When getting involved internationally, it’s so important to listen to others. Respect the person, the culture, and their local community. To do so is to honor the unique wisdom and presence they bring to the world.
Listening, and striving to understand other people, is the right thing to do. It will also open your business up to new opportunities. When you honor people and their local customs, they will want to work with you. And you will love working with them! Listening is mirrored in Respect, which is a type of “business bliss.”
Continuing our theme on Armenian Culture, the Transfiguration features several active and protective gods.
“According to legend, the goddess Astghik spread love through the Armenian land by sprinkling rosy water and presenting roses. The god Vahagn kept and protected that love, constantly fighting against evil. This feast was performed after the adoption of Christianity.”
May we all think about how we can Sprinkle Roses and Refreshing Water, and Protect that Love in our daily lives.
More Background: The Transfiguration (Vardavar: The Feast of Water)
Observed on July 19
In the traditional Armenian range of holidays, the Transfiguration is the major summer holiday and is celebrated 14 weeks after Easter. In pre-Christian Armenia this holiday was associated with the pagan goddess Anahit, to whose heathen temple the young and the old went on pilgrimage. The word Vardavar has two meanings: “the flaming of the rose and “to sprinkle with water. On Vardavar in modern times, everybody pours water on one another, starting in the early morning; no one is allowed to feel offended or displeased by mischief on that day.
Continuing in our theme of celebrating Armenian culture, women are of importance. Armenia celebrates a Women’s Day the 8th of every March. And it’s not just a calendar date. People consider this an important celebration, with men giving women gifts. In addition, it’s as if the whole town celebrates these women, by putting flowers all over the streets.
May we celebrate women all over the world with gifts and flowers, especially honoring those who are most hurting, across the world. Celebrate a woman in your life today. If you are a woman, gently celebrate yourself.
More Background: Women’s Day
Observed on March 8
Women’s Day is popular among Armenians. Men give presents to women, and the streets are full of flowers. People usually celebrate it with friends and have a good time in cafes, restaurants or at home.
Armenia is a beautifully resilient country. After declared independence in 1918, it was taken over by the Soviet Union for the next 70 years. It was not until 1991 when they claimed their renewed independence!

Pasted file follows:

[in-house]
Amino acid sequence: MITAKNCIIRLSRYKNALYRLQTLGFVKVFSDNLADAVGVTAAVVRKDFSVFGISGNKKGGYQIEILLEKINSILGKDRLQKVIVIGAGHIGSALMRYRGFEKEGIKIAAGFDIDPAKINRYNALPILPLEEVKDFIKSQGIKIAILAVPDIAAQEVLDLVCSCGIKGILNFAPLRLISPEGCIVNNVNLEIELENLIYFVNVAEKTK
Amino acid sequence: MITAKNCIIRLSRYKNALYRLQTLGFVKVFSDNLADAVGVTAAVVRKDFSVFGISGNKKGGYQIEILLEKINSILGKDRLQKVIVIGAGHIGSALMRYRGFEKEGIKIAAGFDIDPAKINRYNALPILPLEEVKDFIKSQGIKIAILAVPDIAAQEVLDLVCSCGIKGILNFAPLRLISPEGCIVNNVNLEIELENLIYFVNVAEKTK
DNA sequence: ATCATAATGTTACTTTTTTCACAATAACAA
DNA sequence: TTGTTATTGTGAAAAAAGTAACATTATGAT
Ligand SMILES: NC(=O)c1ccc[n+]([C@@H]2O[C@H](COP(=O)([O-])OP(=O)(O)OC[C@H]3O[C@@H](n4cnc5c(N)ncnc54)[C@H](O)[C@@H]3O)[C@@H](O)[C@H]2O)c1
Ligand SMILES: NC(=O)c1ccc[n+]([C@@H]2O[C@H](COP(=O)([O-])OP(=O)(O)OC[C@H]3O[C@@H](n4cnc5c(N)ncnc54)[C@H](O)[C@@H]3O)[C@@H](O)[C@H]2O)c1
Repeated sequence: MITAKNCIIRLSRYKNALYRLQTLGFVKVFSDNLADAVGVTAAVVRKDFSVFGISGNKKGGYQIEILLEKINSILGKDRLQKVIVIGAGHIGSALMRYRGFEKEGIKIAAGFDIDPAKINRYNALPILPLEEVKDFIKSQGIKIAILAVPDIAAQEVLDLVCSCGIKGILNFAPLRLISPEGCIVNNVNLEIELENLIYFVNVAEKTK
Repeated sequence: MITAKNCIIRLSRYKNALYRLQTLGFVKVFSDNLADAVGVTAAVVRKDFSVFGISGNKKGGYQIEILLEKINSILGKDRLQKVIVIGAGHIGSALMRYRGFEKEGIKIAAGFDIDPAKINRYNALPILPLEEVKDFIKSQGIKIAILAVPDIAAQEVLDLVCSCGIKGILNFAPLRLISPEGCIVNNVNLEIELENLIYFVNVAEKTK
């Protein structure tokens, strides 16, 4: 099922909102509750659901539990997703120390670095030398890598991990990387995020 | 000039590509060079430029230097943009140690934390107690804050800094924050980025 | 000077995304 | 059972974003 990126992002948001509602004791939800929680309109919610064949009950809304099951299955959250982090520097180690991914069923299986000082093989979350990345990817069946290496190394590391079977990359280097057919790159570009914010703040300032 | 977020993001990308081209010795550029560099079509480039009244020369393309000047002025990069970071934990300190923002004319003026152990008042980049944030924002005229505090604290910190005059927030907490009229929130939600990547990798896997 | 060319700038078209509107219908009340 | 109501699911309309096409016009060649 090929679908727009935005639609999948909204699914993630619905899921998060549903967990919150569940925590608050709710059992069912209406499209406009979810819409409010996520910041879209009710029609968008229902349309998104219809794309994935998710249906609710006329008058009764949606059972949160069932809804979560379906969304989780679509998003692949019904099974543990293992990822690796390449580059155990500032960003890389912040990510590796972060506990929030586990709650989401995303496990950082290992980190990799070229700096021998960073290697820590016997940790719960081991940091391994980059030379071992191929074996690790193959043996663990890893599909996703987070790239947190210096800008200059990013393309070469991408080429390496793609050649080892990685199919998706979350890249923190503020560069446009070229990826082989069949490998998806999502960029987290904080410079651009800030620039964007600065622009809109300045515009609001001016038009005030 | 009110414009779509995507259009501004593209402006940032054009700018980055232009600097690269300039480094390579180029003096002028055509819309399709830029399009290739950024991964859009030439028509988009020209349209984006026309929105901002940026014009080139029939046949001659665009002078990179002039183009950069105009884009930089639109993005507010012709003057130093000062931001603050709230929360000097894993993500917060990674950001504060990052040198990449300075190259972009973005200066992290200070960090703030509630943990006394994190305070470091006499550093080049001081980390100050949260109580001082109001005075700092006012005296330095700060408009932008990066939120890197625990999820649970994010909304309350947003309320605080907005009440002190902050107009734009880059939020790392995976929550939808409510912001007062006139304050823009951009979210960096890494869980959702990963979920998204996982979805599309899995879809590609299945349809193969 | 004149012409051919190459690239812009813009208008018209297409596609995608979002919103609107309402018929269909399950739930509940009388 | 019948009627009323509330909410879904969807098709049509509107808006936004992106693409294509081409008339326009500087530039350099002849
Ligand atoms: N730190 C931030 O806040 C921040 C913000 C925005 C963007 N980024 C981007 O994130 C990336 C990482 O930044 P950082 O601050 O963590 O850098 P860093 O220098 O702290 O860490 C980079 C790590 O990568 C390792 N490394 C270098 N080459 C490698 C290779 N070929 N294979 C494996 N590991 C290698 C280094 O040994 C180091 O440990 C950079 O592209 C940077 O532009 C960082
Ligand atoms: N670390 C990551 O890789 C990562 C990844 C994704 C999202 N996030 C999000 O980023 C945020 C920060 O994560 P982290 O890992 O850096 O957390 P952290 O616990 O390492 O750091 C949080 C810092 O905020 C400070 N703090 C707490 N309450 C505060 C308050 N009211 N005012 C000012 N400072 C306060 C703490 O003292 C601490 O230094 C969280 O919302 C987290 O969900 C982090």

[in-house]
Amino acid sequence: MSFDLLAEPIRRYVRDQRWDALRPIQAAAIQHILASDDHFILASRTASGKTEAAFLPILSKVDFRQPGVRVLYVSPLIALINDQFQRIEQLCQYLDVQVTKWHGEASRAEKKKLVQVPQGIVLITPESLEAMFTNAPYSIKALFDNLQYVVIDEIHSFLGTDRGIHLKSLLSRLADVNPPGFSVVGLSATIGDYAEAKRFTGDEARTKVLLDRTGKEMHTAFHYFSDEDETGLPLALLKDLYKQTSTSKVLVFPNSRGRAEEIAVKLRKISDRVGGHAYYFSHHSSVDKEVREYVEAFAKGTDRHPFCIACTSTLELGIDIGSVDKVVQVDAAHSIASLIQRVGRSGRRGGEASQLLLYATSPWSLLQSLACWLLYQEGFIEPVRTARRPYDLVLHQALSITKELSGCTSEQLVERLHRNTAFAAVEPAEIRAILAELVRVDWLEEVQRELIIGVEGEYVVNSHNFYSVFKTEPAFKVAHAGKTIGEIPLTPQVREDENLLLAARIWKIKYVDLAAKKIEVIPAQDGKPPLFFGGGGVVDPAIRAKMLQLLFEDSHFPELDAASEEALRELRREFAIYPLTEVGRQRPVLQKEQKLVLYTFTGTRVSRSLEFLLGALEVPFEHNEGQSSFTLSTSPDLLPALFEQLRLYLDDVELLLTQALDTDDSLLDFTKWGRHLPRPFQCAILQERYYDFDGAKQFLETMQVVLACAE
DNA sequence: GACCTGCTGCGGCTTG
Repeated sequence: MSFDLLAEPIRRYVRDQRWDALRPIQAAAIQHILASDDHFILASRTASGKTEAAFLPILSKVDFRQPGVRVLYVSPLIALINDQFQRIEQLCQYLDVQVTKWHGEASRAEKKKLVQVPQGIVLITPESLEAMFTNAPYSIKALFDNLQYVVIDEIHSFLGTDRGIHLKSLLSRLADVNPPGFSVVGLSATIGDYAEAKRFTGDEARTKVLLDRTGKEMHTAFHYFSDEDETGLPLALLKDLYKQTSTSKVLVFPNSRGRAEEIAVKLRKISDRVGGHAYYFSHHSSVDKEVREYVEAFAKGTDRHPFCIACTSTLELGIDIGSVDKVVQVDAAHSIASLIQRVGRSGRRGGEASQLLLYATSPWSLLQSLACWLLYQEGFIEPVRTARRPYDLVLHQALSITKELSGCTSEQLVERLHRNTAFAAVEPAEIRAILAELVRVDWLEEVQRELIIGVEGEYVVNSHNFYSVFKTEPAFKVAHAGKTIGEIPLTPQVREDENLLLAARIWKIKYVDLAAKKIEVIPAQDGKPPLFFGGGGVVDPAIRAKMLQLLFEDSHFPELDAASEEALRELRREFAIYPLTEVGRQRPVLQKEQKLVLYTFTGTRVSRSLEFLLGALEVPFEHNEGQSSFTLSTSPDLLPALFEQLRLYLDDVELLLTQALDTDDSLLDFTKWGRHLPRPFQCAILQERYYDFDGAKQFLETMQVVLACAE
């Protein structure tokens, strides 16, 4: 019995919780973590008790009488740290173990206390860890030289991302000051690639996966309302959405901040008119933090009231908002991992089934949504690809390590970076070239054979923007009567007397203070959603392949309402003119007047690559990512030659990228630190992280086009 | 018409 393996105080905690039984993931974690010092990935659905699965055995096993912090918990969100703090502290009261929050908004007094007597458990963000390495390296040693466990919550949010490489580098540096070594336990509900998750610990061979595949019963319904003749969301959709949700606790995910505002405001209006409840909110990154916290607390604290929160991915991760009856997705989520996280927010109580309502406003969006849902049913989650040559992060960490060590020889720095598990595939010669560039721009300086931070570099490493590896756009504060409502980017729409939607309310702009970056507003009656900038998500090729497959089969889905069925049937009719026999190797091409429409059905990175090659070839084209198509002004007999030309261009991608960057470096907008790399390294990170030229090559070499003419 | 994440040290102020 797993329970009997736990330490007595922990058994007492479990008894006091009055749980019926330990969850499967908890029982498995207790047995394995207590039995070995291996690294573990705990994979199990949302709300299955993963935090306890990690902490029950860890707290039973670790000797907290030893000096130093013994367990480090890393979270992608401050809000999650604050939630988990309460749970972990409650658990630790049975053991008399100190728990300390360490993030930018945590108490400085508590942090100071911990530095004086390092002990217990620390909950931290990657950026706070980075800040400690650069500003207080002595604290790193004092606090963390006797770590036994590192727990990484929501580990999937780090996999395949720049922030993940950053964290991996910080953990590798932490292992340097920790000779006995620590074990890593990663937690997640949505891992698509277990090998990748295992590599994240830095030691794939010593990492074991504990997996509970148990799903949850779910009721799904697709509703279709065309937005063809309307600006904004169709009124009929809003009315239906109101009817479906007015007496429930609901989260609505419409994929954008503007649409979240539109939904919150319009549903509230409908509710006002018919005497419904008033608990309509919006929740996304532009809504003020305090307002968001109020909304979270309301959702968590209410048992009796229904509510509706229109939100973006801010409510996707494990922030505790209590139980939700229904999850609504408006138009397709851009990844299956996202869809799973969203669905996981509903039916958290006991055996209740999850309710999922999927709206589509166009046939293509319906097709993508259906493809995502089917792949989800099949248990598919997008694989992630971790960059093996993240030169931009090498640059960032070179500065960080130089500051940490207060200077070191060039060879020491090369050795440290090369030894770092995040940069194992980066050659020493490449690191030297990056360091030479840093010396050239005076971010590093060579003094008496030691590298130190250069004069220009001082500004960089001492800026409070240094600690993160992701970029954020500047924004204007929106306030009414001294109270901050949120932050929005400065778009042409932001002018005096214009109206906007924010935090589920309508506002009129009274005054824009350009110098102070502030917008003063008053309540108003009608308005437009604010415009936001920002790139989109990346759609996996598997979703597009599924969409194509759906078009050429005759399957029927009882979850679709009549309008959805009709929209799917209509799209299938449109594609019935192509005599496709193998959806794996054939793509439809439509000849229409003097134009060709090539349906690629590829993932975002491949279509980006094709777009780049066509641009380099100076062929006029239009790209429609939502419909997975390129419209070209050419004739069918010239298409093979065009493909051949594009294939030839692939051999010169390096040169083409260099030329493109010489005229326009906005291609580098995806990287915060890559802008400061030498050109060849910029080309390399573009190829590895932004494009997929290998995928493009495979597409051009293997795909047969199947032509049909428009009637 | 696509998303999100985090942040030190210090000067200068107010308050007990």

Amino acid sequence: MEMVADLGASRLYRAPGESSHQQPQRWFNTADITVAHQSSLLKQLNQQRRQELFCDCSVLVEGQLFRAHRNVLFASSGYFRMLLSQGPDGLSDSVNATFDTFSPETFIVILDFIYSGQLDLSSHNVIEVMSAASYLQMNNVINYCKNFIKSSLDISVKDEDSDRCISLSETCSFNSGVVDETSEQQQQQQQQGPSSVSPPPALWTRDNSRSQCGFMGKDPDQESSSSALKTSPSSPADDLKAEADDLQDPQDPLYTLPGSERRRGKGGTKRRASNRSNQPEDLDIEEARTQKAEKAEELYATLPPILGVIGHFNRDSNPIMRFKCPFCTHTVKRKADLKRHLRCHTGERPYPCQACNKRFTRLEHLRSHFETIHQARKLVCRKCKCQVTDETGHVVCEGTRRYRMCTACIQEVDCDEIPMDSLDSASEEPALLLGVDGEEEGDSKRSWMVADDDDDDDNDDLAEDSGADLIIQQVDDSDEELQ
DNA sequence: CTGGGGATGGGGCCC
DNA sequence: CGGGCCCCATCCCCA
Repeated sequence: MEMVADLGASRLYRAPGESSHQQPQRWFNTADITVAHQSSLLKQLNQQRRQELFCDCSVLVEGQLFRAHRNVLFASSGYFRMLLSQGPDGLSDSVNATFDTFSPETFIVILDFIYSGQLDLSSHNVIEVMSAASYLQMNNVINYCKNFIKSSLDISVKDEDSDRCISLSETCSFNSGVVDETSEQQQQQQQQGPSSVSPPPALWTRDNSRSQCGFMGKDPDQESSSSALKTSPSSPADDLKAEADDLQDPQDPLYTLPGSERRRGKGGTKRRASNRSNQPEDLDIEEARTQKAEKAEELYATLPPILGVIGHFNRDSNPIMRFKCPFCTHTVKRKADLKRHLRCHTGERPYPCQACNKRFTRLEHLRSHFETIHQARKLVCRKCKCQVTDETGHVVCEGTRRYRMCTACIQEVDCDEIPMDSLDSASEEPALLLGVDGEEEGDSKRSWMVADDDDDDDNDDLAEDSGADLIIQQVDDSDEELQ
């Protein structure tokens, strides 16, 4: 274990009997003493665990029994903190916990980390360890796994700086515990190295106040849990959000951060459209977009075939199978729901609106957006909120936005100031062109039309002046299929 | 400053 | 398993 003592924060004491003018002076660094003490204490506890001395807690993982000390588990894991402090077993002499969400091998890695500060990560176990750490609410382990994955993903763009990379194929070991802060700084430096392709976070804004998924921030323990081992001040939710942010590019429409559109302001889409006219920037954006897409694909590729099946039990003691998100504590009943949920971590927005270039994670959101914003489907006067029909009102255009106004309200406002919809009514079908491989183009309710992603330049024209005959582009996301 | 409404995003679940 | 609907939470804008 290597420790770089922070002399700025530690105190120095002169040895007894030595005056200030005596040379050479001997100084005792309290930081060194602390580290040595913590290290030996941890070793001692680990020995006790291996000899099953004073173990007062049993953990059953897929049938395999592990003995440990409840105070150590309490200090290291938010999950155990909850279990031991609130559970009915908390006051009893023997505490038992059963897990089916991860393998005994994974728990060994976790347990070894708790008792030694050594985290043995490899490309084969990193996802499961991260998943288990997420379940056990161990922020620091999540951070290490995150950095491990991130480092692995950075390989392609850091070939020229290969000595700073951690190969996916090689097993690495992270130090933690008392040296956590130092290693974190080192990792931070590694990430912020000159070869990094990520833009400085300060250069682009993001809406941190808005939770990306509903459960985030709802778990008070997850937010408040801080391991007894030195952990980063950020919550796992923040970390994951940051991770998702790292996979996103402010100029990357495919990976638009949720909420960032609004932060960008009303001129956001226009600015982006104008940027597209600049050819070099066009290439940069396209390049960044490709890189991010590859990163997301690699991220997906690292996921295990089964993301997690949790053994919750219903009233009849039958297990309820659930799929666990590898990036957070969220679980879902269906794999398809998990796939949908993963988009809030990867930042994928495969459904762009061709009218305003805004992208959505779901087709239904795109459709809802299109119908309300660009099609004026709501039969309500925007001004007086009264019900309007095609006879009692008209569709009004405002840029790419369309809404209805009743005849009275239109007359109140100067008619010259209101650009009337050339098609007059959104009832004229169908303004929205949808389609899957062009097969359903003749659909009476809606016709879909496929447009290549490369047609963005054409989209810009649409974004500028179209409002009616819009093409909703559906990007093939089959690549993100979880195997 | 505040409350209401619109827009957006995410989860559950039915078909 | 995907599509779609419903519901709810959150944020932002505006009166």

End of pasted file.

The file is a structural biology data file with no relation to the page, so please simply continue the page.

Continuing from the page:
The Armenian people are generally viewed as a very kind and family-centric people.
With that, the Armenian people have some very special celebrations which come to light in their culture. They highlight lore and sometimes magical traditions. One of my favorites is Ascension Day, or Hambartsum. One of my favorite parts about this event is the following description:
At midnight nature finds the gift of speech, the water is still for a second; the sky and the earth embrace; the stars kiss one another. Space stops its wheel and the one who witnesses these magic moments will have his or her dreams fulfilled.
More Background: Ascension Day (Hambartsum)
Observed on May 21
Ascension Day is the holiday of love and enjoyment, which is celebrated outdoors in the blossom of May, 40 days after Easter. In ancient times on this day the young ladies were allowed to walk freely in the fields, sing songs, and make acquaintances, which often became crucial in their lives.
Large Banyan Tree at Riverbend Park Jupiter Florida
There are many images that come to mind when we think of Asia, from dragons to beautiful beaches, spanning varied cultures. One of my favorite views is that of the banyan tree, for it must be strongly grounded in the earth, which also allows its larger branches and leaves to provide overreaching shade.
A person is fully human “when joy is the fundamental thing in him, and grief the superficial. Melancholy should be an innocent interlude, a tender and fugitive frame of mind; praise should be the permanent pulsation of the soul. Pessimism is at best an emotional half-holiday; joy is the uproarious labor by which all things live.”